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قراءة كتاب The Character of a Priest

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‏اللغة: English
The Character of a Priest

The Character of a Priest

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دار النشر: Project Gutenberg
الصفحة رقم: 1


By Philanthropos


Printed And Published By R. Carlile, 55, Fleet-Street


Price Twopence


Nature pregnant with equality, with justice, and generosity, has given all men the same organization, the same functions, the same powers; she has neither created higher nor lower, superior nor inferior, master nor slave; inequality would imply monopoly; monopoly, partiality; and partiality, divine injustice; all the operations of Nature are simple, just, equitable, and invariable: nothing is done at random, nothing is effected by chance, nothing is the result of uncertain laws. The operations of Nature, the physical laws of men and of morality are as uniform as the revolutions of the solar system; every action is consistent with the essence of the acting body; nothing can act inconsistently with its elements. All Nature acts in conformity with universal laws; man forms an integral part of Nature, and must act in unison with his elements; the laws of Nature are beyond human controul, they are independent of man, unchangeable by any power less than the contriver; the laws of Nature are neither arrested, interrupted, biassed, or controverted by venal, bigoted, fanatical Priests.

A Priest has the same essence, is composed of the same elements, endowed with the same organization as other men; he has no more natural command, no greater power, no greater right; Priests do not come into the world with crosiers, or with, mitres, or with rosaries; the revolutions of matter create and destroy them; they are decomposed as a cow or a cabbage. It is not Nature, but the folly of man that has given consequence to the Priest; all the wealth, all the advancement, all the power the Priests enjoy, are acquired by hypocrisy, by perjury, by extortion, and by swindling: the trade is founded in fraud, in blasphemy, and impiety; matured by cupidity, by venality, and by masked villainy. The impostor pretends to have exclusive access to exclusive favour from the Deity.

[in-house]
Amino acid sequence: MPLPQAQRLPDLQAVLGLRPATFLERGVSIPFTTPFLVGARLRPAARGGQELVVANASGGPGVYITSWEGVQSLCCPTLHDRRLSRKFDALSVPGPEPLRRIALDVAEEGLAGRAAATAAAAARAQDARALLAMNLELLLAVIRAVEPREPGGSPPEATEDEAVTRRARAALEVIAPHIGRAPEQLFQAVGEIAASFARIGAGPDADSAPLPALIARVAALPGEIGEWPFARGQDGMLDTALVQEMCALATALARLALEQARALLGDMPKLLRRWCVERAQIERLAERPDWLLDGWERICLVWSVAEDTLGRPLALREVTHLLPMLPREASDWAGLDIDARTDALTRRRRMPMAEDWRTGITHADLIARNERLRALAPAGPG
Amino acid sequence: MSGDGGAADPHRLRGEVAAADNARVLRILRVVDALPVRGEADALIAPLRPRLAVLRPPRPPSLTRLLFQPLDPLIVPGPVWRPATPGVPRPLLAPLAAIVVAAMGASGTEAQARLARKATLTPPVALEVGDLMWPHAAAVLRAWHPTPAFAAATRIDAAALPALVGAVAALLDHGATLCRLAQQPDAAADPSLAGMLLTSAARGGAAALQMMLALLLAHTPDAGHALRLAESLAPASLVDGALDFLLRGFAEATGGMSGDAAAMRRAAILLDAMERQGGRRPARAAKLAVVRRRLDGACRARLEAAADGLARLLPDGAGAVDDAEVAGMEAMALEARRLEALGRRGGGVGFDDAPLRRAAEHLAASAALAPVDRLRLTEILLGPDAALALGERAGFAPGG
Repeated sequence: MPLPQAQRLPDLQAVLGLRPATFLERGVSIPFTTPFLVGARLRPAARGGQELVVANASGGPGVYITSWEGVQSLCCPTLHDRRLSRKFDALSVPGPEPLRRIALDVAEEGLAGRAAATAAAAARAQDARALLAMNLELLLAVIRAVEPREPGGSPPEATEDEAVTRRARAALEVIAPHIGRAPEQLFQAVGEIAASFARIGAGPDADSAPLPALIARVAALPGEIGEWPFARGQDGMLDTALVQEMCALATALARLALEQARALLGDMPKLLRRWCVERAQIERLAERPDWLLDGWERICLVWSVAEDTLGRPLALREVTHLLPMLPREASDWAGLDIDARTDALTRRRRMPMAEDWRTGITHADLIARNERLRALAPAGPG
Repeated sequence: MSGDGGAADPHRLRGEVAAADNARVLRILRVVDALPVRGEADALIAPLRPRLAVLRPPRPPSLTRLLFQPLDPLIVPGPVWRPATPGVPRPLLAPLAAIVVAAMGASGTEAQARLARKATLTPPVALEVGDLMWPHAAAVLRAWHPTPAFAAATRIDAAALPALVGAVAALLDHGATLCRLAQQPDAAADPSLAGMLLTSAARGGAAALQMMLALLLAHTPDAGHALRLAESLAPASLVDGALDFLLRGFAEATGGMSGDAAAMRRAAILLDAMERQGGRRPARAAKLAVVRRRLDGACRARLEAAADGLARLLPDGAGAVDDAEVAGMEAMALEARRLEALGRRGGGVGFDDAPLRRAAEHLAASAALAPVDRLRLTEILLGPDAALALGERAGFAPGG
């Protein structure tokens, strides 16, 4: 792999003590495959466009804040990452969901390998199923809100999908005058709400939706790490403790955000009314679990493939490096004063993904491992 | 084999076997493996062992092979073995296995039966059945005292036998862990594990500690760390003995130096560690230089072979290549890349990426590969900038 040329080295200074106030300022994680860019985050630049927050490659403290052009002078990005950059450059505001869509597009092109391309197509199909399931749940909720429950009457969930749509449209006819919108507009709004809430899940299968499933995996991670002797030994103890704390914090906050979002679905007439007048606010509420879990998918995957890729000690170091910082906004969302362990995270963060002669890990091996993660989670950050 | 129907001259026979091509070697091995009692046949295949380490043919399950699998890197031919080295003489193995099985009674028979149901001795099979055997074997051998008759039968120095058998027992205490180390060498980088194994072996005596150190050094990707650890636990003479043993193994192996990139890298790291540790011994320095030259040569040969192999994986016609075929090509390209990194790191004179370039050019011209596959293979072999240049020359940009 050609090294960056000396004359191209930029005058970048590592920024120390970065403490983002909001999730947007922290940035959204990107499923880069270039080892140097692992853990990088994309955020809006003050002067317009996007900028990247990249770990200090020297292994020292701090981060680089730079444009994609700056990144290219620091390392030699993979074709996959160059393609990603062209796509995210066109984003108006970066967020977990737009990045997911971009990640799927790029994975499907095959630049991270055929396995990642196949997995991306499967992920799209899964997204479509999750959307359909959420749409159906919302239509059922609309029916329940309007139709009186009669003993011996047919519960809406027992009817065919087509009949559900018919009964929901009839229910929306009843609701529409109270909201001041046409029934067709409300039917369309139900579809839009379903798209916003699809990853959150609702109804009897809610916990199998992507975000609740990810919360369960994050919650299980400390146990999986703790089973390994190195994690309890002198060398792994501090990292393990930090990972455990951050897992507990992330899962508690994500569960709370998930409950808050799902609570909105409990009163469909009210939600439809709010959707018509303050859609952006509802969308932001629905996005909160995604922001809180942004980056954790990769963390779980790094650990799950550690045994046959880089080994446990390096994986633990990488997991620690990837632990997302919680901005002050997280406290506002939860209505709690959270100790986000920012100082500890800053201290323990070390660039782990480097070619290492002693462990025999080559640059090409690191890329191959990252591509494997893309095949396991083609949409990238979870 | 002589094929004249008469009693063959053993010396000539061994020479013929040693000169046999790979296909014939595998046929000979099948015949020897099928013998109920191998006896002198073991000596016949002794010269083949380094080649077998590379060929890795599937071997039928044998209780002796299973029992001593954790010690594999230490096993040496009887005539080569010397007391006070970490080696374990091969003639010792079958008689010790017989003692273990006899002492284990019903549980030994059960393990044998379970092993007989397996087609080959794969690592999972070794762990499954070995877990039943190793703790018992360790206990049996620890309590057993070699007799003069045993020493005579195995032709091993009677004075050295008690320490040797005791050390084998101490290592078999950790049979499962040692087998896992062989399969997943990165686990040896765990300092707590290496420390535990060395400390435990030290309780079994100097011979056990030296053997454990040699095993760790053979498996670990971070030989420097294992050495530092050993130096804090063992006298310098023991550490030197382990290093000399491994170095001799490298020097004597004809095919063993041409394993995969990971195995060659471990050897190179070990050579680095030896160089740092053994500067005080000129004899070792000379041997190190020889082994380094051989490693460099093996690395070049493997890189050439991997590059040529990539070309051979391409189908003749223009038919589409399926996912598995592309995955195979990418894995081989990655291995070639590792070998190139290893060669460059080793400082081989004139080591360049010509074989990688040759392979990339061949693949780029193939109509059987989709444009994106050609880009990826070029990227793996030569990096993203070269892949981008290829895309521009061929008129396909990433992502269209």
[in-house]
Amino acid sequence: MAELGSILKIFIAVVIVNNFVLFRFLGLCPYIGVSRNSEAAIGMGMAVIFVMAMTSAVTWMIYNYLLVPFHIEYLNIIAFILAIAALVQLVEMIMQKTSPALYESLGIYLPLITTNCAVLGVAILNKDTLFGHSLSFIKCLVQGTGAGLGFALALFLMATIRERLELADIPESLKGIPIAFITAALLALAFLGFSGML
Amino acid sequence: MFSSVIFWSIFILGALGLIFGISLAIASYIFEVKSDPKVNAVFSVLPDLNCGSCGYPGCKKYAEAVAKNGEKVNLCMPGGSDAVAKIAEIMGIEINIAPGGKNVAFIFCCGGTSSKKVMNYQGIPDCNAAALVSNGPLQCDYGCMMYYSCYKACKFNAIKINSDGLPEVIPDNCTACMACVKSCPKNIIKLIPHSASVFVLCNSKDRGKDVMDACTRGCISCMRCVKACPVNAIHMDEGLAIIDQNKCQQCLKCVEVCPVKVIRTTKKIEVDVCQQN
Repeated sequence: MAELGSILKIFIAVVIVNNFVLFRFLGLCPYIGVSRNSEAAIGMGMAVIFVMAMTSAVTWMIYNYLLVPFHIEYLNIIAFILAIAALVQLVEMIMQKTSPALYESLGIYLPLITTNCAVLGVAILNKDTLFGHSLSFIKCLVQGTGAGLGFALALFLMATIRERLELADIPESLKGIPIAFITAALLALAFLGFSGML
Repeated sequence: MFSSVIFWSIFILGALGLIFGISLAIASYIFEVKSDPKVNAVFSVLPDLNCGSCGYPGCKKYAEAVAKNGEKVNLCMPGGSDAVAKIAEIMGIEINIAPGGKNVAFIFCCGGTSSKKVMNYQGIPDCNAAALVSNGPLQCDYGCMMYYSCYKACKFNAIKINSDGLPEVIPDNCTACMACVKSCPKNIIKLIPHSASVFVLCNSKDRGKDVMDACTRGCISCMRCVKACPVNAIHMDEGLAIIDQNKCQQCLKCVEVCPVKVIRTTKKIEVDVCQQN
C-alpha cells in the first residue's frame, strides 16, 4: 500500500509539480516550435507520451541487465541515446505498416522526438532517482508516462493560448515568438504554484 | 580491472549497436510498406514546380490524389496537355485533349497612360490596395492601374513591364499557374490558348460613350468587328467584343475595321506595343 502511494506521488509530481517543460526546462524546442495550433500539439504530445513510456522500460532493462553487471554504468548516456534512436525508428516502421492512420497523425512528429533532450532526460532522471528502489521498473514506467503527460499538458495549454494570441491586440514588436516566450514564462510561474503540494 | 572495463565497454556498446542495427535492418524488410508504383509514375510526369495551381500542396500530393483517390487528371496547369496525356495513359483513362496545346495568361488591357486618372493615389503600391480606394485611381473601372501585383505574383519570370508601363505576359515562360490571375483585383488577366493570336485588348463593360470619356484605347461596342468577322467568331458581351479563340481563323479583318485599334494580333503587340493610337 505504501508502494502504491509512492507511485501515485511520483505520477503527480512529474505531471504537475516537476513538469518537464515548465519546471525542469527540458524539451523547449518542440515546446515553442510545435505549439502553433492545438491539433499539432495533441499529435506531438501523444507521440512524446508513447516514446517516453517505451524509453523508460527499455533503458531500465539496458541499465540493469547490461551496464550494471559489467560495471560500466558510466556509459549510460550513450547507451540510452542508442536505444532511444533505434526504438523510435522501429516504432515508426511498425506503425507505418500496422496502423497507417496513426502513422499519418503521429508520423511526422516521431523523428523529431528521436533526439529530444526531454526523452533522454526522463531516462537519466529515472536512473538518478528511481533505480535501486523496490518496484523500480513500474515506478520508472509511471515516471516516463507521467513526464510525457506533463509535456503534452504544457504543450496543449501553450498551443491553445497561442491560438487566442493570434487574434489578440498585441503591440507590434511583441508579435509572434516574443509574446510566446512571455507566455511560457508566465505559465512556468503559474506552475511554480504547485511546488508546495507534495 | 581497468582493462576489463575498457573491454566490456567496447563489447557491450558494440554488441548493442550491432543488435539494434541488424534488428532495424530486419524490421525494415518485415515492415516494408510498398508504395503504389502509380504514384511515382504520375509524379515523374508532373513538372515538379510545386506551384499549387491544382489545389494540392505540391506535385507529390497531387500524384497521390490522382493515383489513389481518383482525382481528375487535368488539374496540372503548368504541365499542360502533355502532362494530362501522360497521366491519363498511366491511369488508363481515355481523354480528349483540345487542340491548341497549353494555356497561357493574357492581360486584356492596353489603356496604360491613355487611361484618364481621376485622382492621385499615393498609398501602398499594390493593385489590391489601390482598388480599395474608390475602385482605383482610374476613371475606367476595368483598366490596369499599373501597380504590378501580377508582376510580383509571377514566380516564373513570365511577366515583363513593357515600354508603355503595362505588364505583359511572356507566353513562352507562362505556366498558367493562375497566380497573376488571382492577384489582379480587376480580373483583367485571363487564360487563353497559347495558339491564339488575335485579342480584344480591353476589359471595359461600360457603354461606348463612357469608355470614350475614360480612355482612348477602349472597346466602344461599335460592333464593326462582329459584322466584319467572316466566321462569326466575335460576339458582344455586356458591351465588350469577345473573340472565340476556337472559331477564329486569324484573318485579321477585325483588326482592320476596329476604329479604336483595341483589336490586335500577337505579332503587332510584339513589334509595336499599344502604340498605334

It is by inflexible truth, by the invariable laws of Nature, that the impostor will be analyzed; bring him to the shrine of reason, denude him of his robes, of his mask, of his hypocrisy, he is not more than man by Nature, but worse by morality, inasmuch as he is covered by infamous offences; however intention may operate, however simplicity may be deluded, there cannot be one honest, one independent, and one intelligent man among the whole body of Priests; bigots by education, dishonest by trade, ignorant of the first principles of science, they must necessarily be superstitious, cruel, and vindictive; whatever purity, whatever humility, whatever candour, the Priest may profess, is resolvable into individual interest; he has no parent but avarice, no God but money. Although the Evangelists, the Priests, the sacred impostors, are similar by nature, similarly educated in chicane and hypocrisy, they do not agree in any one religious profession: the Bonzes, the Muftis, and the Priests, have different churches, different Gods, different creeds. Religious impostors uniformly coincide in plundering the people; there is no other symptom of similarity, no atom of cohesion, but rapine, among Priests: God is made something and nothing, every where and no where; he is one thing at Ispahan, another at Constantinople, and a third at Rome; what is religion at one place, is blasphemy at another.

If truth was as mutable, as liable to change, as subject to variation, as the dogmas of Priests, conflicting opinions would act to mutual destruction. God, acting always through Nature, always by universal and self-evident laws, would not permit a thousand sects of ignorant, profane, impious, blaspheming Priests, to mislead, impoverish, and barbarize the people. If God manifested himself through the medium of